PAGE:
We spotted this “elephant” while on our way back from Berlengas Island to Peniche, Portugal. Although we were traveling by speedboat at a dizzying pace (almost flying over the waves of the Atlantic) the captain of the boat slowed down at this rock formation and allowed Nico to capture the Berlengas Elephant at sunset.
The Berlengas Islands are located about 10 kilometers from Peniche in the Oeste region of Portugal. However, even though the entire archipelago consists of 3 islands and a total of about 985 hectares, sightseeing is only possible on Grande Berlenga. Grande Berlenga is 1.5 kilometers long and 0.8 kilometers wide. Due to such a small area, the allowed number of tourists on the island is 350 per day. The other two islets of Estelas and Farilhões-Forcados are only accessible to scientists studying the flora and birds of the Berlengas archipelago.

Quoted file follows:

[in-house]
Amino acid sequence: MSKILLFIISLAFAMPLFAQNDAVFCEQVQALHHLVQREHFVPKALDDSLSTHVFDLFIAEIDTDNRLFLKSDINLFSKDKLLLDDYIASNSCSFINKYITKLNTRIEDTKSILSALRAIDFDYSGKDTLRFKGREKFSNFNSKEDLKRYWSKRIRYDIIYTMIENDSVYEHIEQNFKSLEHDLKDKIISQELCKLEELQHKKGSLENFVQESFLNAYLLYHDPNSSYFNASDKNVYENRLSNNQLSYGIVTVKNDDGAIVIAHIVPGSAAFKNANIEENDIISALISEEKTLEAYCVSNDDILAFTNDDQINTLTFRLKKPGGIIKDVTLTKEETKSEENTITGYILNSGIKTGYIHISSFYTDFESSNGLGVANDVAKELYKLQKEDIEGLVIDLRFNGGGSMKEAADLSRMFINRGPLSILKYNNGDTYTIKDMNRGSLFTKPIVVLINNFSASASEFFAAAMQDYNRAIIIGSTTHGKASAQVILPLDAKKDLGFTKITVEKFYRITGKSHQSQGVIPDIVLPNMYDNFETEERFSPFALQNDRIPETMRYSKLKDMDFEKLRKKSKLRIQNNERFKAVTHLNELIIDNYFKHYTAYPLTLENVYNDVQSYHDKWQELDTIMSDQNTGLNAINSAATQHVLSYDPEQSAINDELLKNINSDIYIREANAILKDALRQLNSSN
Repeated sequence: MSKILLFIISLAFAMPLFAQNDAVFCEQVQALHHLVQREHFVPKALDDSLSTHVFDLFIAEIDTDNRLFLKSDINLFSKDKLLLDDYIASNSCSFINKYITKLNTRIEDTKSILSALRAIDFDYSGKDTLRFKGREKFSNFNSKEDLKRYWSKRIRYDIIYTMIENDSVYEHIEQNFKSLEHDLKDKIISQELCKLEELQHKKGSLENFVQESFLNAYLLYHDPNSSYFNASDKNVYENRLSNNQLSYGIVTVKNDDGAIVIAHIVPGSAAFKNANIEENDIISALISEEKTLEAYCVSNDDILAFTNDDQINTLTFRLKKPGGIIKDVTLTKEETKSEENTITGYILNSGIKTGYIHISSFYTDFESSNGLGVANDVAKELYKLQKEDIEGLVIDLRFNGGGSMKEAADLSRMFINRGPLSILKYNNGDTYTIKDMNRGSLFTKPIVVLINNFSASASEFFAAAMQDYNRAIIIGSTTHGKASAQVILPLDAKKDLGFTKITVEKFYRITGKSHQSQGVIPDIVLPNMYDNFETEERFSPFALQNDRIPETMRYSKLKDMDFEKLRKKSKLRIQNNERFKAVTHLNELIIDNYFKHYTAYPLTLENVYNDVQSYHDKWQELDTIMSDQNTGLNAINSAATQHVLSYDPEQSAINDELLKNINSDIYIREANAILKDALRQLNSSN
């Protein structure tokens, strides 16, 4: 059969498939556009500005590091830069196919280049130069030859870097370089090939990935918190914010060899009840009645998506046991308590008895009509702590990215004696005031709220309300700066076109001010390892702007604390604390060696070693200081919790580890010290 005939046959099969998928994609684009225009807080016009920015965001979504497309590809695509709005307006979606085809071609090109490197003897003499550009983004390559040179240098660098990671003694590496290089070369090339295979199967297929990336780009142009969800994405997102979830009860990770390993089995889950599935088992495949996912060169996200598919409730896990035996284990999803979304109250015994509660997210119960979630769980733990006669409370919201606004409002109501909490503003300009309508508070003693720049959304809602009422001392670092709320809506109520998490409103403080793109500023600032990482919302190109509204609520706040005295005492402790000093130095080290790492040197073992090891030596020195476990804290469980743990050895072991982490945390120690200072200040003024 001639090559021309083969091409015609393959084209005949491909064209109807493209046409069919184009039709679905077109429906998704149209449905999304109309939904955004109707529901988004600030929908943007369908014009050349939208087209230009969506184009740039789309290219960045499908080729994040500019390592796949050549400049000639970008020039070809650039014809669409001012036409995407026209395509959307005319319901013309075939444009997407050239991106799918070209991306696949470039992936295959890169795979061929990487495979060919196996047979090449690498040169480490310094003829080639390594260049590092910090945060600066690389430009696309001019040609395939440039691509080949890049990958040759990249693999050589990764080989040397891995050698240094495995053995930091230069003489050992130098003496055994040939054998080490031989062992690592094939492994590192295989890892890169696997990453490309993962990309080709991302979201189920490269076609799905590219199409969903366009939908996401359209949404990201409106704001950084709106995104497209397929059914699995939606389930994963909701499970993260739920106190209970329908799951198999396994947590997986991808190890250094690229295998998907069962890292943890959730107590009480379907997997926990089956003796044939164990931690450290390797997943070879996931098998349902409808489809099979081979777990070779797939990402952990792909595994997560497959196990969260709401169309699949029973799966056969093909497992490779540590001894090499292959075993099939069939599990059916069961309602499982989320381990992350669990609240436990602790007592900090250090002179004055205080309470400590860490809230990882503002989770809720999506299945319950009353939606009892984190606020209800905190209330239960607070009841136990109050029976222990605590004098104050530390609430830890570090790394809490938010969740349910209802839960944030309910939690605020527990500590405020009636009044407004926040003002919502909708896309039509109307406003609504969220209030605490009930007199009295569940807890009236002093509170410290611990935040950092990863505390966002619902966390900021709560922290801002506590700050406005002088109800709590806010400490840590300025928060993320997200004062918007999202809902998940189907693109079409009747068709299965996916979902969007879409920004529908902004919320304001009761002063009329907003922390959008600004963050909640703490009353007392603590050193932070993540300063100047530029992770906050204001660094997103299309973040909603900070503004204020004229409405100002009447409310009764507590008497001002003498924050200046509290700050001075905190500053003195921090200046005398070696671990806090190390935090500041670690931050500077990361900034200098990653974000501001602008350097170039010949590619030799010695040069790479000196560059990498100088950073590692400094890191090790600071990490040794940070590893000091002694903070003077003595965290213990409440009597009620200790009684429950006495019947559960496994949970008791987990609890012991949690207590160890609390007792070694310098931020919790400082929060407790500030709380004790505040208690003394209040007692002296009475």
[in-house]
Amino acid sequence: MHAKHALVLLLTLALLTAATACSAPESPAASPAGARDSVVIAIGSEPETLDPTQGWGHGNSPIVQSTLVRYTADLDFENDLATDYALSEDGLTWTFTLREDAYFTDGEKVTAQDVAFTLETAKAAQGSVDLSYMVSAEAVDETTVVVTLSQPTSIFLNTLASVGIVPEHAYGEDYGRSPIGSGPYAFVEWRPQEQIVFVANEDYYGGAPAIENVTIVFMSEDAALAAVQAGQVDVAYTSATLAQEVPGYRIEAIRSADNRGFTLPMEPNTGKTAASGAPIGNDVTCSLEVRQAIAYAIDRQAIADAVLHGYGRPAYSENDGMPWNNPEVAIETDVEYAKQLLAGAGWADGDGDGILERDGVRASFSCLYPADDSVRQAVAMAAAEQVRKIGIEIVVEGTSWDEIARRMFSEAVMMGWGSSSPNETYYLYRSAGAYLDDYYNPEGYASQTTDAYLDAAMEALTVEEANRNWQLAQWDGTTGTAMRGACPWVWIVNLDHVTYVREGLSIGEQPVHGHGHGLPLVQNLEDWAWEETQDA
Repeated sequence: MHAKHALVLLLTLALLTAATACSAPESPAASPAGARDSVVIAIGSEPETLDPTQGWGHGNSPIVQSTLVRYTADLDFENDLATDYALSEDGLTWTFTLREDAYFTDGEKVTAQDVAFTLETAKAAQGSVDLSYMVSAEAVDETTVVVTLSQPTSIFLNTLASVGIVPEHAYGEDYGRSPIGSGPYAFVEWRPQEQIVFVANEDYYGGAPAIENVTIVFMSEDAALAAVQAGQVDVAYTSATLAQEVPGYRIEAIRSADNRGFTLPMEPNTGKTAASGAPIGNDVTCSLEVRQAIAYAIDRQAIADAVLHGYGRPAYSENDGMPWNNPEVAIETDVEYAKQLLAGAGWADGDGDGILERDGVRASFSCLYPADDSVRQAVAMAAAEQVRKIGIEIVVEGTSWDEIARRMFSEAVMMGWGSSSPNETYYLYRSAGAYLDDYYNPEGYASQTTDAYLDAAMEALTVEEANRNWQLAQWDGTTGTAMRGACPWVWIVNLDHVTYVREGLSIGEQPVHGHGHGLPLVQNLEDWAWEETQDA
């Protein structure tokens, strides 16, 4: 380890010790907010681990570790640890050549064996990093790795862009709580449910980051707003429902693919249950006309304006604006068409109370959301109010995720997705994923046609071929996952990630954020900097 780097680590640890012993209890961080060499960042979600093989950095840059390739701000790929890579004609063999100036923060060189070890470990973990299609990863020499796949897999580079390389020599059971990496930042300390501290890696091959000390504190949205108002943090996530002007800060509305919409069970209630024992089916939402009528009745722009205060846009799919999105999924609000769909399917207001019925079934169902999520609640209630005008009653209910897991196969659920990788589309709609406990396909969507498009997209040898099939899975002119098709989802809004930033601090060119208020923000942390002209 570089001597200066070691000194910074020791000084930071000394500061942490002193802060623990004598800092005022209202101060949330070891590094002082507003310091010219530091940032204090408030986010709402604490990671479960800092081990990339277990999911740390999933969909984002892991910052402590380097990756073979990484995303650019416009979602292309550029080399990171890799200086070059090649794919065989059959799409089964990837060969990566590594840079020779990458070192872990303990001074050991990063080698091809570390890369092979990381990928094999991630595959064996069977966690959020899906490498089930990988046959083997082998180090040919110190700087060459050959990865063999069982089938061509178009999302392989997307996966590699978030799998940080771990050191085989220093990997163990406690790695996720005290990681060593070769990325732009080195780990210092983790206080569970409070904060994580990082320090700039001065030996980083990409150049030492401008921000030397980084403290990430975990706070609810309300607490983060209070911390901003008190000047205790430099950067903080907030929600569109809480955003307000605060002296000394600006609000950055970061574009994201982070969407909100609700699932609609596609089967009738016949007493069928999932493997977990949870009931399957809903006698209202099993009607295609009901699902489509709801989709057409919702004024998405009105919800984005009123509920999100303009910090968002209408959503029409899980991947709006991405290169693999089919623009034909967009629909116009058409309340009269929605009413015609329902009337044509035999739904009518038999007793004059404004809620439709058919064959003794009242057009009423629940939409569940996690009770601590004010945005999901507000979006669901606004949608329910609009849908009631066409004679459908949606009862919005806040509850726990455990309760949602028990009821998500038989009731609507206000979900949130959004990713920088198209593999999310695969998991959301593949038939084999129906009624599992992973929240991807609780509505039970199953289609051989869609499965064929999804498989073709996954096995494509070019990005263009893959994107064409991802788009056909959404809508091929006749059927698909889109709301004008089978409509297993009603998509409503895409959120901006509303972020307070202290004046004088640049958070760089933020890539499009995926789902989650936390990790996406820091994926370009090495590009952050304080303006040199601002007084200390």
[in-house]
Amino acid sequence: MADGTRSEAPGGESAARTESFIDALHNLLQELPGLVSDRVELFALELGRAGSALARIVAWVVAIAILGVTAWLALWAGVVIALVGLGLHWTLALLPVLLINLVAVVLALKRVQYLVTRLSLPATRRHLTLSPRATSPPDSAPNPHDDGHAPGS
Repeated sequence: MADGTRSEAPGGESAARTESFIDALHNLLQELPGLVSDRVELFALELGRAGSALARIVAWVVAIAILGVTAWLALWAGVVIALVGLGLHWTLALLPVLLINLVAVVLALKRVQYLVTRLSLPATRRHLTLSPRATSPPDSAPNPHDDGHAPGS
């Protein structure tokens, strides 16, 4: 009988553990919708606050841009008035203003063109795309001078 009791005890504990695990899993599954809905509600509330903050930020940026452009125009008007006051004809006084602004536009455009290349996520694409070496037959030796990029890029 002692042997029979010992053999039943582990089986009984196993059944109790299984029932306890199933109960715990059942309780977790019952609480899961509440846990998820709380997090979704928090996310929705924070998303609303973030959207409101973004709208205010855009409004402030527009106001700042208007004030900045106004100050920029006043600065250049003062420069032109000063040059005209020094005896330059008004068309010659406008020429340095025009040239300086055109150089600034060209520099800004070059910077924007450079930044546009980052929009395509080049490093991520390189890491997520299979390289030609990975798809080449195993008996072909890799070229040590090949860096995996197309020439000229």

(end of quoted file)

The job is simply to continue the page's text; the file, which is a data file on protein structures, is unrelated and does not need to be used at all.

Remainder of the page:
In June 2011, the Coordinating Council of UNESCO’s Man and the Biosphere Program included the Berlengas archipelago in the World Network of Biosphere Reserves. We couldn’t argue with this decision. The nature on Berlengas is breathtaking, but also a reminder of how humans are dependent on the forces of nature here. At sunset that day, the ocean near Elephant Berlengas was calm. The fact, however, is that none of the islands are permanently inhabited. Nowadays, sometimes the only people on Grande Berlengas are the lighthouse operators, who work in weekly shifts. As early as the 16th century, the monks living at the Berlengas fort left the island. And pirates were not the only reason for this. Harsh weather conditions and distance from land made it almost impossible for them to live on the island.